In September, I declared the Route 1 Rivalry dead upon Delaware’s arrival to the FBS ranks. Today, I am glad to say I was wrong. The Blue Hens’ first game as a Conference USA member will be a Thursday night matchup against Delaware State on August 28, 2025.
Giving Delaware State an FBS money game is a kind deed from Delaware. They could have left the Route 1 Rivalry in the past with Flosports and the supposed ruined “neighborhood” that Delaware left in the CAA. (I haven’t forgotten about this, Delaware News Journal reporter Kevin Tresolini). Instead, the Blue Hens proved me wrong in a good way and kept the series with Delaware State alive for at least one year.
Still, I think there’s more that Delaware can do for the good of this rivalry. The Blue Hens should play one game against Delaware State at Dover Motor Speedway. This concept was an idea my friend and fellow Patriot League fan, Lehigh Football Nation, or @LFN on X/Twitter, had in a Twitter space a while back. I loved it immediately.
Football games at NASCAR venues are one of sports’ rarest occurrences but still one of its greatest spectacles. A pair of games at Bristol Motor Speedway, 2016’s Virginia Tech-Tennessee and its lesser-known sequel, East Tennessee State-Western Carolina, which occurred the following week, are the only college football games played at a NASCAR speedway since Bethune-Cookman played home games at Daytona International Speedway in 1975 (special thanks to Mark Pollak’s book, The Proving Grounds of College Football for being the source of that info).
I have advocated for football games at racetracks before. (You can read that here). Maybe it will become my schtick. Nevertheless, aside from being a rare gimmick, there are other ways both schools can benefit tremendously from a game at Dover Motor Speedway.
Dover Motor Speedway seats 54,000 fans. Delaware has a loyal fanbase and averaged 15,164 fans per home game, filling 86% of the 18,500-seat Delaware Stadium. The Blue Hens’ highest home attendance figure came not against a CAA foe but against Duquesne from the NEC, an opponent with limited brand appeal or history against Delaware. If over 18,500 fans can show up for a paycheck game against Duquesne, one can imagine 20,000-25,000 Blue Hens fans showing up for the first football game at Delaware Motor Speedway.
Additionally, Delaware State has only hosted the rivalry once, during the 2021 Spring season, out of 11 meetings. Bringing the rivalry to Dover, but in a large venue, is a compromise that Delaware State deserves.
It is hard for the college football world to overlook a school in a conference with six members. Yet, somehow, Delaware State has accomplished this. The Hornets have had one MEAC title since 1991, winning the league in 2007. A pair of 5-3 Conference finishes in 2012 and 2013 are the closest Delaware State has come to a MEAC title since then, meaning the Hornets have come nowhere close to Black College Football’s biggest stage, the Celebration Bowl, and the spoils associated with it.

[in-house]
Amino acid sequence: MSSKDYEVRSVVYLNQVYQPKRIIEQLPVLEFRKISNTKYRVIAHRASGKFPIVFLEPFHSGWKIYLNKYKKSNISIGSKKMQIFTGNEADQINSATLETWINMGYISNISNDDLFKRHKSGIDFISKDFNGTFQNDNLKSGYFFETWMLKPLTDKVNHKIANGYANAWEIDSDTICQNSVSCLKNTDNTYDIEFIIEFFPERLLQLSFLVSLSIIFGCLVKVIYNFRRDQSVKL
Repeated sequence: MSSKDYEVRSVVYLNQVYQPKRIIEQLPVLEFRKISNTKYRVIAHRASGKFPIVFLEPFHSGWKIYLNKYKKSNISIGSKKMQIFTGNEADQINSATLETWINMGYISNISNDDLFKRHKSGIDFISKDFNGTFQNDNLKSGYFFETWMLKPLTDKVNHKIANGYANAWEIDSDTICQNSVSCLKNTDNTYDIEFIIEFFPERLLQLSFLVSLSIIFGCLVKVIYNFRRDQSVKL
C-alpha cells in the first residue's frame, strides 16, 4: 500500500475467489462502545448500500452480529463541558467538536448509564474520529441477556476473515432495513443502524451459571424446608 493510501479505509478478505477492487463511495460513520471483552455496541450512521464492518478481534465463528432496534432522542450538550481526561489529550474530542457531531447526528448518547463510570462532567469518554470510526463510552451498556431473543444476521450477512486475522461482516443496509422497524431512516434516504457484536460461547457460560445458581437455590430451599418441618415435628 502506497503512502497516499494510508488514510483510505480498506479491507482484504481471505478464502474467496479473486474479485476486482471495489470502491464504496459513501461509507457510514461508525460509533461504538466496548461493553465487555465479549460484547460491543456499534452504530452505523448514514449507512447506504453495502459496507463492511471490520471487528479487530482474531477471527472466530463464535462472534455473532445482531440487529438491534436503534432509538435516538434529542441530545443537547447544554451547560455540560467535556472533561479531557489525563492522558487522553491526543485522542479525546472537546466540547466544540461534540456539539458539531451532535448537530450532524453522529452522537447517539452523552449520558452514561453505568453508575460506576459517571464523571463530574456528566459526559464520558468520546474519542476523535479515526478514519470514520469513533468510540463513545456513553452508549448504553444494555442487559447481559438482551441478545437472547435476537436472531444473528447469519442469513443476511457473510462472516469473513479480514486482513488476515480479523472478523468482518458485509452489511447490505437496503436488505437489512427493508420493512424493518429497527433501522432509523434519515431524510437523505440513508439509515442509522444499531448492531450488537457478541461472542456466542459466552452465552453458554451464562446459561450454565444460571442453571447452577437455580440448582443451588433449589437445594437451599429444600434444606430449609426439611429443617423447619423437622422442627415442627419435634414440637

To say the Hornets can benefit from a highly-publicized neutral site game is an understatement. The Hornets have not appeared in a neutral site HBCU classic since their 2010 appearance in the MEAC-SWAC Challenge, in which they have no future appearances currently scheduled. Playing at Dover Motor Speedway makes up for the classics that have constantly passed on the Hornets to a degree.
More importantly, this game benefits Delaware beyond money and exposure. Delaware News Journal writer Kevin Tresolini’s "There goes the neighborhood" remark regarding poor attendance for the Hampton-Delaware game revealed a sad reality.
In using a remark associated with the departure of White families from urban neighborhoods to the suburbs and categorizing Hampton as inferior, Tresolini displayed the disconnect between the University of Delaware community and the local African American population. (Chris Stevens of HBCUSports.com does a wonderful dive into the connotations of this remark, which you can read here).
Despite Hampton’s multiple Black College Football National Championships and Heritage Bowl wins under Joe Taylor and their academic prowess, Delaware still felt the Pirates were inferior. Making the Route 1 Rivalry a special event is a step towards Delaware State gaining more respect from the Delaware community as an institution.
I will not act like Delaware playing Delaware State at a NASCAR race track will mend the years of avoidance of the Hornets or quell the frustration with Tresolini’s remark altogether. Nonetheless, it would represent a step in the right direction. Dover Motor Speedway hosting the Route 1 Rivalry would cement it as Delaware’s preeminent sporting event, even if it only occurs occasionally. Both schools can make it an event to promote and recognize both institutions’ contributions as the flagship universities of the First State.
Moving the Route 1 Rivalry to Dover Motor Speedway will not make it a high-profile event on the college football calendar. However, it would go a long way to easing some of the tension between the two schools and give it the respect it deserves. What may seem like a novelty game at a racetrack will mean much more to the state than anyone can imagine.